My research is focused on guaranteeing that autonomous systems are safe. In the case of mobile robots, this means that they avoid collisions. I work to bridge the gap between theory and application, to ensure that the beautiful math describing safety actually holds true when we put it on hardware.
During my Ph.D. work at Michigan, I developed Reachability-based Trajectory Design, or RTD. This is a receding-horizon planning method that generates dynamically-feasible, collision-free trajectories for autonomous mobile robots. Check out the tutorial for a walkthrough, or my dissertation talk for a broad overview. Below, you can see the various platforms on which my collaborators and I have implemented RTD.
At Stanford, I developed geometric methods for sensing- and perception-based uncertainty modeling. This is critical to enable autonomous systems to adapt and learn their own notions of safety on the fly, and to eventually communicate safety to people.
At Georgia Tech, I am spinning up a research program to study "full-stack" autonomy. How do we co-design a robot's hardware, perception, planning, and control to enable and ensure safety?
Reachability-Based Trajectory Design
We started our RTD research with a differential-drive Segway. It is able to navigate unforeseen, random environments consistently without crashing. An RTD implementation for the Segway is available on GitHub.
To learn more about RTD, check out my talk from R:SS '19.
We also enabled RTD to guarantee that it finds optimal trajectory plans in each receding-horizon planning iteration, which we call RTD*. To do this, we make use of a Parallel Constrained Bernstein Algorithm.
The Segway demonstrates RTD for unstructured scenarios. We have also shown that this trajectory design method can exploit scenario structure with this Rover on a mini road, making lane changes around random obstacles.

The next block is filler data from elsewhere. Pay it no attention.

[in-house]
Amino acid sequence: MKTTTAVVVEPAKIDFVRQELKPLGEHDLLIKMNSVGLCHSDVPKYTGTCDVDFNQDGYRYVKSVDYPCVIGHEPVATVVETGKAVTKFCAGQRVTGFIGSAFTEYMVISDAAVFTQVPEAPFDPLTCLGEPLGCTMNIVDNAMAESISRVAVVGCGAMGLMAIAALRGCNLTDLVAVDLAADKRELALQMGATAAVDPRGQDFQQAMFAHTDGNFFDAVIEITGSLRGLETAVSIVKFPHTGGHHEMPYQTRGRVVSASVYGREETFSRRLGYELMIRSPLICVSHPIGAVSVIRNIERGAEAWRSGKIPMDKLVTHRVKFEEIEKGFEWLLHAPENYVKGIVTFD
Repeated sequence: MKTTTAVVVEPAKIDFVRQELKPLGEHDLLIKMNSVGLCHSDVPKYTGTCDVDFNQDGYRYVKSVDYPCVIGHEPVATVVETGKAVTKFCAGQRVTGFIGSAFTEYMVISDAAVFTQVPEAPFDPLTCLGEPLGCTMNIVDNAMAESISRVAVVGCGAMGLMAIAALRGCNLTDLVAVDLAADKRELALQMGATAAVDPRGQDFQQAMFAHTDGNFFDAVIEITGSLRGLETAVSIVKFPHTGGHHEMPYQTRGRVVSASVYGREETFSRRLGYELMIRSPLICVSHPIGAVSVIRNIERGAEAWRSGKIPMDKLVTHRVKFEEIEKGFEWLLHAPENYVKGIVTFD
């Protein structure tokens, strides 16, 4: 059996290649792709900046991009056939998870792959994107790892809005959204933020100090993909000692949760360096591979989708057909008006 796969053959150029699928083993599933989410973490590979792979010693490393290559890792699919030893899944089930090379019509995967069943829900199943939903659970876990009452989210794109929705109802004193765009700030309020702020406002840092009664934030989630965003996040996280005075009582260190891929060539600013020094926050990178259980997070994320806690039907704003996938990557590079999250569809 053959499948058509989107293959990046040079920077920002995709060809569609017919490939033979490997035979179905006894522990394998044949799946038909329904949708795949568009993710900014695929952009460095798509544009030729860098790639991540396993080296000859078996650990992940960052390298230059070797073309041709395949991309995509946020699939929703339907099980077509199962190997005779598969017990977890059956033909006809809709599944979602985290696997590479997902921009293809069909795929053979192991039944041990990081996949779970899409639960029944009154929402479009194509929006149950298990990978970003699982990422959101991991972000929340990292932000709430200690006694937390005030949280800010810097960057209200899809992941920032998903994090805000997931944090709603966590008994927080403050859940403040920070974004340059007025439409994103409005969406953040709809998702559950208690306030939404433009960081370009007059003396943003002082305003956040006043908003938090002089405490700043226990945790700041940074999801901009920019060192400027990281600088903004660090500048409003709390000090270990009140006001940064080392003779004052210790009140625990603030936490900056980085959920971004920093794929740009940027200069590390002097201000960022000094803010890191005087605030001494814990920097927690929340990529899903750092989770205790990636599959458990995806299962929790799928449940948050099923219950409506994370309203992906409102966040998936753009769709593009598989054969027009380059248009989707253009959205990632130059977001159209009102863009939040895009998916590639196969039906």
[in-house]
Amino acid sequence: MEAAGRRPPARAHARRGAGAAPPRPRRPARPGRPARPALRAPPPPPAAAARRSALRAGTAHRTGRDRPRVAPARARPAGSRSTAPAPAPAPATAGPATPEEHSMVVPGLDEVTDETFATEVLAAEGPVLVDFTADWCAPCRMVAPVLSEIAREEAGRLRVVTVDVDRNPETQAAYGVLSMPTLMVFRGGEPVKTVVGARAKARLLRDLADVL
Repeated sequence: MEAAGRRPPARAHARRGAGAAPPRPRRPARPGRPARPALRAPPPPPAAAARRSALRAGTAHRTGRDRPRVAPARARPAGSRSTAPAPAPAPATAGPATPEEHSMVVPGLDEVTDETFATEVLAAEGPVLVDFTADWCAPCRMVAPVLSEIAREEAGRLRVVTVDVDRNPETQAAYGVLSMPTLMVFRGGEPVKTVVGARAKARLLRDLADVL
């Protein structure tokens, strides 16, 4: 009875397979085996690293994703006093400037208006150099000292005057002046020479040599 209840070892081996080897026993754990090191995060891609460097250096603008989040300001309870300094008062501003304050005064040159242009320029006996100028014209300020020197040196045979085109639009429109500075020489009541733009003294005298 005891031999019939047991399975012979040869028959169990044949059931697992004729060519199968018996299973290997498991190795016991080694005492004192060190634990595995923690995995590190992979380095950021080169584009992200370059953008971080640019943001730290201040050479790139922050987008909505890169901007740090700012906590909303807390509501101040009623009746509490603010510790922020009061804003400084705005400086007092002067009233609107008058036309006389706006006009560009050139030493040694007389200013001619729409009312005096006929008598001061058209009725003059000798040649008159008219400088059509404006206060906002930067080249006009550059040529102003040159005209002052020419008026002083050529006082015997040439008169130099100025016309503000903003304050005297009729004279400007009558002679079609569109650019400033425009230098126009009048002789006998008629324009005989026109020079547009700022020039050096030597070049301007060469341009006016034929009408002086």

This work won the ASME Best Student Paper Award at DSCC '19!
The simulations use a dynamic model of an AscTec Hummingbird, and are entirely created (and rendered) in MATLAB (code here). The hardware demo uses a Parrot Mambo drone with a PhaseSpace motion capture system.
We have also applied RTD to robotic manipulators -- in particular, a Fetch shown in the video. This leverages our previous zonotope reachability results from the quadrotors, but for the creation (at runtime) of reachable sets of a 6-DOF arm. This enables real-time, safe trajectory planning for arms.
Modeling Uncertainty in Estimators and Learned Models
The Geometry of GNSS Uncertainty
I spent my first year at Stanford as a postdoc with Grace Gao's NAV Lab, which has a strong focus on GNSS (Global Navigation Satellite System) for safe autonomous navigation.
My labmate Ramya and I developed a computationally-efficient method for shadow matching, where one uses a 3-D urban map to identify GNSS shadows, or areas where satellite signals are blocked, to create artificial set-valued measurements that represent uncertain possible receiver positions. Check out Ramya's great talk!
You might notice that our shadow matching method uses polytopes, which can't represent curved convex shapes, such as the Gaussian distribution confidence ellipsoids commonly associated with measurement uncertainty. To solve this challenge, Adam Dai and I created ellipsotopes, a novel set representation that fuses the benefits of polytopes and ellipsoids.
Reachability for Learned Models
Despite the challenges of the COVID-19 pandemic in 2020 and 2021, I've had an amazing opportunity to mentor excellent students.
Simon Shao, Chao Chen, and I used RTD to build a safety layer for a reinforcement learning (RL) agent, which can outperform vanilla RTD. Check out the paper here, and Simon's talk from ICRA 2021!
Edgar Chung, Adam Dai, and Derek Knowles worked with me to compute exact forward reachable sets of feedforward neural networks. Excitingly, this work bridges the gap between verification and training of a neural network. Check out the paper here.
S. Kousik*, S. Vaskov*, F. Bu, M. Johnson-Roberson, and R. Vasudevan. “Bridging the gap between safety and real-time performance in receding-horizon trajectory design for mobile robots.” The International Journal of Robotics Research, September 2020. Link.
S. Kousik, P. Holmes, and R. Vasudevan. “Safe, aggressive quadrotor flight via reachability-based trajectory design.” DSCC 2019. Link.
P. Holmes, S. Kousik, B. Zhang, D. Raz, C. Barbalata, M. Johnson-Roberson, and R. Vasudevan. "Reachable sets for safe, real-time manipulator trajectory design." RSS 2020. Link.